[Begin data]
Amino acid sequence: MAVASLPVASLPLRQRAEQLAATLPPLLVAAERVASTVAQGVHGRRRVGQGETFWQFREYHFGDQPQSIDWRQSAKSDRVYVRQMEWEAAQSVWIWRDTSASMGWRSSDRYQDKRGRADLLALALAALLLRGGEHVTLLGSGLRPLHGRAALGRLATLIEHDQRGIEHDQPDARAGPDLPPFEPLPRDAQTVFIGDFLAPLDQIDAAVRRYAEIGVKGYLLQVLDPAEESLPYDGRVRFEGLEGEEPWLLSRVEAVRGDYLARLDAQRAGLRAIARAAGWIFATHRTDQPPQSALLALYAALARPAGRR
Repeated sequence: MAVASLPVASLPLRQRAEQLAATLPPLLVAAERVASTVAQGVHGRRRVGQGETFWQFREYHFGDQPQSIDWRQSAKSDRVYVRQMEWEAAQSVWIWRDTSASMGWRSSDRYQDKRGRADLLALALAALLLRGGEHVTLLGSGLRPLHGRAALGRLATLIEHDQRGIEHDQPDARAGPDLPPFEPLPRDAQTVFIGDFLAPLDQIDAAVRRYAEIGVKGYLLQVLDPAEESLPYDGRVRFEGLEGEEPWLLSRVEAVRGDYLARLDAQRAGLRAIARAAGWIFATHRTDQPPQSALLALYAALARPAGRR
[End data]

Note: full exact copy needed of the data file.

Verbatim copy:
Amino acid sequence: MAVASLPVASLPLRQRAEQLAATLPPLLVAAERVASTVAQGVHGRRRVGQGETFWQFREYHFGDQPQSIDWRQSAKSDRVYVRQMEWEAAQSVWIWRDTSASMGWRSSDRYQDKRGRADLLALALAALLLRGGEHVTLLGSGLRPLHGRAALGRLATLIEHDQRGIEHDQPDARAGPDLPPFEPLPRDAQTVFIGDFLAPLDQIDAAVRRYAEIGVKGYLLQVLDPAEESLPYDGRVRFEGLEGEEPWLLSRVEAVRGDYLARLDAQRAGLRAIARAAGWIFATHRTDQPPQSALLALYAALARPAGRR
Repeated sequence: MAVASLPVASLPLRQRAEQLAATLPPLLVAAERVASTVAQGVHGRRRVGQGETFWQFREYHFGDQPQSIDWRQSAKSDRVYVRQMEWEAAQSVWIWRDTSASMGWRSSDRYQDKRGRADLLALALAALLLRGGEHVTLLGSGLRPLHGRAALGRLATLIEHDQRGIEHDQPDARAGPDLPPFEPLPRDAQTVFIGDFLAPLDQIDAAVRRYAEIGVKGYLLQVLDPAEESLPYDGRVRFEGLEGEEPWLLSRVEAVRGDYLARLDAQRAGLRAIARAAGWIFATHRTDQPPQSALLALYAALARPAGRR